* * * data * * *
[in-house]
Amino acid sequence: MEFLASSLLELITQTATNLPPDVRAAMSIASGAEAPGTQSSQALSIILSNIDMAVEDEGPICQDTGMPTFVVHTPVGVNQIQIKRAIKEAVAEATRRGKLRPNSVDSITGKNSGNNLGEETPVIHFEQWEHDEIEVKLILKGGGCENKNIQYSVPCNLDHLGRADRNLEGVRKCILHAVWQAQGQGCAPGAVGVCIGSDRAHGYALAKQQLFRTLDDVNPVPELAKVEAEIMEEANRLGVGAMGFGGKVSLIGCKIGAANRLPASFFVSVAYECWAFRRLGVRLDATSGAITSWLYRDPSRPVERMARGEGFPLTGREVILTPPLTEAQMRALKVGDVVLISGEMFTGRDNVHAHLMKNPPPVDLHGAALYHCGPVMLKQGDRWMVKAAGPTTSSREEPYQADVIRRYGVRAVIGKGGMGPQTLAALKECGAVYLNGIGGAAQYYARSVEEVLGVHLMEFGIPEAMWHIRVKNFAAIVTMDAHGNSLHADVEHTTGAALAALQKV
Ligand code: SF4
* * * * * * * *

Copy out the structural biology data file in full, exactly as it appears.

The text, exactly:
[in-house]
Amino acid sequence: MEFLASSLLELITQTATNLPPDVRAAMSIASGAEAPGTQSSQALSIILSNIDMAVEDEGPICQDTGMPTFVVHTPVGVNQIQIKRAIKEAVAEATRRGKLRPNSVDSITGKNSGNNLGEETPVIHFEQWEHDEIEVKLILKGGGCENKNIQYSVPCNLDHLGRADRNLEGVRKCILHAVWQAQGQGCAPGAVGVCIGSDRAHGYALAKQQLFRTLDDVNPVPELAKVEAEIMEEANRLGVGAMGFGGKVSLIGCKIGAANRLPASFFVSVAYECWAFRRLGVRLDATSGAITSWLYRDPSRPVERMARGEGFPLTGREVILTPPLTEAQMRALKVGDVVLISGEMFTGRDNVHAHLMKNPPPVDLHGAALYHCGPVMLKQGDRWMVKAAGPTTSSREEPYQADVIRRYGVRAVIGKGGMGPQTLAALKECGAVYLNGIGGAAQYYARSVEEVLGVHLMEFGIPEAMWHIRVKNFAAIVTMDAHGNSLHADVEHTTGAALAALQKV
Ligand code: SF4